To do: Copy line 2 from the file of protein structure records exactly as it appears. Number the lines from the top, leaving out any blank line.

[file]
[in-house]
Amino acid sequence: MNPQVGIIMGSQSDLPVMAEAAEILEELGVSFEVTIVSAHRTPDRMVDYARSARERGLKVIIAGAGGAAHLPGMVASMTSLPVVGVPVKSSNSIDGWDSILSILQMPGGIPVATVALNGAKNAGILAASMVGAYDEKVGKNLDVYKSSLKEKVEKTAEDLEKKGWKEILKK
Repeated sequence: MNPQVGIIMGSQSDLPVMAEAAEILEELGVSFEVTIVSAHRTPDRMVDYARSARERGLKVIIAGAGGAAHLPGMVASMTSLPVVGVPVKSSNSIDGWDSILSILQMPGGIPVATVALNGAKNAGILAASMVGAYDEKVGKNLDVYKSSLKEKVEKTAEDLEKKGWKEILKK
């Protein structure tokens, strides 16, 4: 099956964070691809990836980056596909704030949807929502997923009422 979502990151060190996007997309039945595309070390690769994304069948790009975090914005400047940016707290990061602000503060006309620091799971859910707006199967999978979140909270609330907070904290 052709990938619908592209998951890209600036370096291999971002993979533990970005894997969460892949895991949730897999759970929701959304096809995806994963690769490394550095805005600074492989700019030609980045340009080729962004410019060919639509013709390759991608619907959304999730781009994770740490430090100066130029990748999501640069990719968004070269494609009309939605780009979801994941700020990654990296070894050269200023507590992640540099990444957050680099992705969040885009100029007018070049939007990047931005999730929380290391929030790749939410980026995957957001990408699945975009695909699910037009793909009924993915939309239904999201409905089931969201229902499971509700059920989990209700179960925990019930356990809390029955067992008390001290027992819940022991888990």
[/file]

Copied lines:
Amino acid sequence: MNPQVGIIMGSQSDLPVMAEAAEILEELGVSFEVTIVSAHRTPDRMVDYARSARERGLKVIIAGAGGAAHLPGMVASMTSLPVVGVPVKSSNSIDGWDSILSILQMPGGIPVATVALNGAKNAGILAASMVGAYDEKVGKNLDVYKSSLKEKVEKTAEDLEKKGWKEILKK